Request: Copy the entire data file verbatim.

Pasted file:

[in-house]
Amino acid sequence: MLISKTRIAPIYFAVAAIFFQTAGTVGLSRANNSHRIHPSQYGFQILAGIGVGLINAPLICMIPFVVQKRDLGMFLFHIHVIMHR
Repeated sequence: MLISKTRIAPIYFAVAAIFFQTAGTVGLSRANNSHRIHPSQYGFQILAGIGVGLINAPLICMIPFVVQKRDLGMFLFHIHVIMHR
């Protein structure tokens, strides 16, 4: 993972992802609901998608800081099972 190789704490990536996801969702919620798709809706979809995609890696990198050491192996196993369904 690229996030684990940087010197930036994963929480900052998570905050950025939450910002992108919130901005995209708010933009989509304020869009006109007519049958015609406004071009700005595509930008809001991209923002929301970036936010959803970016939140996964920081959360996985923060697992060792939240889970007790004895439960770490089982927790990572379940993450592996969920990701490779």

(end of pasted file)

[in-house]
Amino acid sequence: MLISKTRIAPIYFAVAAIFFQTAGTVGLSRANNSHRIHPSQYGFQILAGIGVGLINAPLICMIPFVVQKRDLGMFLFHIHVIMHR
Repeated sequence: MLISKTRIAPIYFAVAAIFFQTAGTVGLSRANNSHRIHPSQYGFQILAGIGVGLINAPLICMIPFVVQKRDLGMFLFHIHVIMHR
């Protein structure tokens, strides 16, 4: 993972992802609901998608800081099972 190789704490990536996801969702919620798709809706979809995609890696990198050491192996196993369904 690229996030684990940087010197930036994963929480900052998570905050950025939450910002992108919130901005995209708010933009989509304020869009006109007519049958015609406004071009700005595509930008809001991209923002929301970036936010959803970016939140996964920081959360996985923060697992060792939240889970007790004895439960770490089982927790990572379940993450592996969920990701490779």